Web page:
Paul notes that you cannot please God by living out “the flesh”. Paul uses “flesh” in some different ways in his writing but here he’s talking about simply following your passions. Your passions are only a guide to yourself. They might inform you as to what you want and they aren’t necessarily a bad thing but if you make them your master you cannot please God.
Those who make “the law” their master are also in trouble. They cannot do it, in fact sin then works through the law condemning us as well.
Paul then suggests that there is a third way, and that is life by “the spirit”
How Problem with “The Spirit”
There is a reason we like the law. The law seems to offer us an objective standard that we can hold others to. We may try to hold ourselves to it as well but that generates its own slipperiness. How do we know that “The Spirit” won’t simply become another disguise for the passions just like the law became a disguise that sin wore?
This is not a new question, it haunts all of the writings of Paul and we can find no time in church history where this hasn’t been an issue. We should, however point out, that the path of “law” is seldom all that much clearer or without debate or conflict. Both those who appeal to the law of the spirit and those who appeal to a written law have plenty of controversy, differences and debate. Similarly we find that neither legalists nor “the spiritual” are without sin in our experience and certainly not in our sight. Paul in fact calls himself “the chief of all sinners”. So does this “work”?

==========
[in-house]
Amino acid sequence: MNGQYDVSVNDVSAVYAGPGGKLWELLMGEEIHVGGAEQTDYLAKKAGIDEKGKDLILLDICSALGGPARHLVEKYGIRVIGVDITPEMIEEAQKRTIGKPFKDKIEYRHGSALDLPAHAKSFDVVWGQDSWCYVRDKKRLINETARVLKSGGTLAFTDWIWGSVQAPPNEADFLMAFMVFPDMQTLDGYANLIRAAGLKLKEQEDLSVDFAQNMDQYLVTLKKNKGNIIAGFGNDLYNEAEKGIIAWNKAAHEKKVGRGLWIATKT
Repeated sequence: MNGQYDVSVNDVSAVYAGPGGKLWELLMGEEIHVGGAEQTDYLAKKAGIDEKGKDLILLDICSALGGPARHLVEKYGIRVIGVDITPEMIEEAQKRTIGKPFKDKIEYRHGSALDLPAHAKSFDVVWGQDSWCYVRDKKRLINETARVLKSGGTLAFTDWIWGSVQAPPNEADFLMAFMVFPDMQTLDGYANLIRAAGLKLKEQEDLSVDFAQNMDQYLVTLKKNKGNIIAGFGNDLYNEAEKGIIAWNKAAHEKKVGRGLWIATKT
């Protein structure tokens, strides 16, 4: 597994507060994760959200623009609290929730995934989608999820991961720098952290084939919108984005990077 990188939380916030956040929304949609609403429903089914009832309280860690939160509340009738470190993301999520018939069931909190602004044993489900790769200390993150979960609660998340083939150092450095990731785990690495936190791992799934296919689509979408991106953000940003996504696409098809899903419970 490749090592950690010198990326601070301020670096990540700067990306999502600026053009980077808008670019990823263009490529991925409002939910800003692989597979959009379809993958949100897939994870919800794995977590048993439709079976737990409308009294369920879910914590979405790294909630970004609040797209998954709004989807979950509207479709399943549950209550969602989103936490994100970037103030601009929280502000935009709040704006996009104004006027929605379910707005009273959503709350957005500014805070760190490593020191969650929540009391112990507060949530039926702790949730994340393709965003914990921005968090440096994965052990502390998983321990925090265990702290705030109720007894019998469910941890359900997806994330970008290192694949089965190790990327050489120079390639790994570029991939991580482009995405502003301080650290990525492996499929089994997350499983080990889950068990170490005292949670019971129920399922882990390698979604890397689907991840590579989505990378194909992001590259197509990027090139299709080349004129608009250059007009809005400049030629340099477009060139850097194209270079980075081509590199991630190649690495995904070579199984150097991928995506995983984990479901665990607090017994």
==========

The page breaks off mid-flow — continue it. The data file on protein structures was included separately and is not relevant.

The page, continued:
Our Holiness and our Resurrection
Last week we looked at a later section in Romans 8 where we saw how the Holy Spirit is God’s agent in our resurrection. In this prior section we see that “living in the Spirit” is key to a holy life. Here as NT Wright notes the Spirit’s present work anticipates its future work. The redemption of our inner selves while we decay is in anticipation of the resurrection of our outer selves in the last day.